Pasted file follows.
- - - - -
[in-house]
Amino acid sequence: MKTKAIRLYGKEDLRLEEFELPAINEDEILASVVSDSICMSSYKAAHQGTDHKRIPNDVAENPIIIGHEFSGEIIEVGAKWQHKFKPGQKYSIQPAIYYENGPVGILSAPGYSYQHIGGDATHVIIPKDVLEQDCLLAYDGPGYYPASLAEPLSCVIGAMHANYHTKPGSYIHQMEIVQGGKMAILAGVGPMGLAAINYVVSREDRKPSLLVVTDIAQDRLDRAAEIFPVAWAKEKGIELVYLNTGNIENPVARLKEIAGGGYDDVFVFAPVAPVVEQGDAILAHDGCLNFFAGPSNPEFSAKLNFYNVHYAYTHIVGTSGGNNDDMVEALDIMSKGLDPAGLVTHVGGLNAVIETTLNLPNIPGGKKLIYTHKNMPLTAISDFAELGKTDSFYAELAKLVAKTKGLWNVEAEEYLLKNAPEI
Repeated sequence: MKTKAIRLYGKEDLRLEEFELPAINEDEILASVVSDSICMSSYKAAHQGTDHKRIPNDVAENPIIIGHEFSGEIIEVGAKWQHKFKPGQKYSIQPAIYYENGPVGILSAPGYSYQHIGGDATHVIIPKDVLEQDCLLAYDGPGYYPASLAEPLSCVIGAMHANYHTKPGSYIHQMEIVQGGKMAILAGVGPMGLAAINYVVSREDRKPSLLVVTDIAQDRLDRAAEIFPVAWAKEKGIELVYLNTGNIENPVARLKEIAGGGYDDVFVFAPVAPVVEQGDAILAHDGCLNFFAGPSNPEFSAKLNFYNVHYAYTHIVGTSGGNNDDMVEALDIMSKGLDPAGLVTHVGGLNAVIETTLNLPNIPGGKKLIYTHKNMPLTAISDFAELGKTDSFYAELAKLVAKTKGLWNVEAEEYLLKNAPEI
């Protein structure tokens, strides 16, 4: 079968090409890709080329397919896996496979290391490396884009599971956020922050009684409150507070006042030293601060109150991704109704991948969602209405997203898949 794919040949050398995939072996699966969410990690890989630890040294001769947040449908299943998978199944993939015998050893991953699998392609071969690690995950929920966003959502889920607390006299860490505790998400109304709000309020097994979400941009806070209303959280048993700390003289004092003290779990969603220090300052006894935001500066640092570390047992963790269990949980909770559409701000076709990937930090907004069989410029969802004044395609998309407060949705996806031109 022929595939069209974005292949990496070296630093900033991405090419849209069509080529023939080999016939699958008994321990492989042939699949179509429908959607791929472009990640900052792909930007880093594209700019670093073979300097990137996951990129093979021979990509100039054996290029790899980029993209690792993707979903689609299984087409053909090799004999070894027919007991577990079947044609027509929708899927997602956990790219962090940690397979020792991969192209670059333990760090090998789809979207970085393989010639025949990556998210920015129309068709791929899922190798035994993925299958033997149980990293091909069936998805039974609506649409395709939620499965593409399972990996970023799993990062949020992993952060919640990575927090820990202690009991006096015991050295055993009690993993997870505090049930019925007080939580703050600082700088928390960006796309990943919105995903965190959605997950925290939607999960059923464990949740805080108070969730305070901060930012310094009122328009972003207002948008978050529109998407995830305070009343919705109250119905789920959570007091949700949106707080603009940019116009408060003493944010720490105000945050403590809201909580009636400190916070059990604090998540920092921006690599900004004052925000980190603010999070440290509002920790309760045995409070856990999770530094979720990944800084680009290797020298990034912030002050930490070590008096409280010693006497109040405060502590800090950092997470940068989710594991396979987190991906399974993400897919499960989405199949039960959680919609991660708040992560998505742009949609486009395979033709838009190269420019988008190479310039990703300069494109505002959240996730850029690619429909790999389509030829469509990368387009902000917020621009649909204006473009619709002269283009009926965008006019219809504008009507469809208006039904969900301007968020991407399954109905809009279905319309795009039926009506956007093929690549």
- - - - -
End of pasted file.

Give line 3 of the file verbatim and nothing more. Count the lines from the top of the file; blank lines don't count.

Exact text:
Repeated sequence: MKTKAIRLYGKEDLRLEEFELPAINEDEILASVVSDSICMSSYKAAHQGTDHKRIPNDVAENPIIIGHEFSGEIIEVGAKWQHKFKPGQKYSIQPAIYYENGPVGILSAPGYSYQHIGGDATHVIIPKDVLEQDCLLAYDGPGYYPASLAEPLSCVIGAMHANYHTKPGSYIHQMEIVQGGKMAILAGVGPMGLAAINYVVSREDRKPSLLVVTDIAQDRLDRAAEIFPVAWAKEKGIELVYLNTGNIENPVARLKEIAGGGYDDVFVFAPVAPVVEQGDAILAHDGCLNFFAGPSNPEFSAKLNFYNVHYAYTHIVGTSGGNNDDMVEALDIMSKGLDPAGLVTHVGGLNAVIETTLNLPNIPGGKKLIYTHKNMPLTAISDFAELGKTDSFYAELAKLVAKTKGLWNVEAEEYLLKNAPEI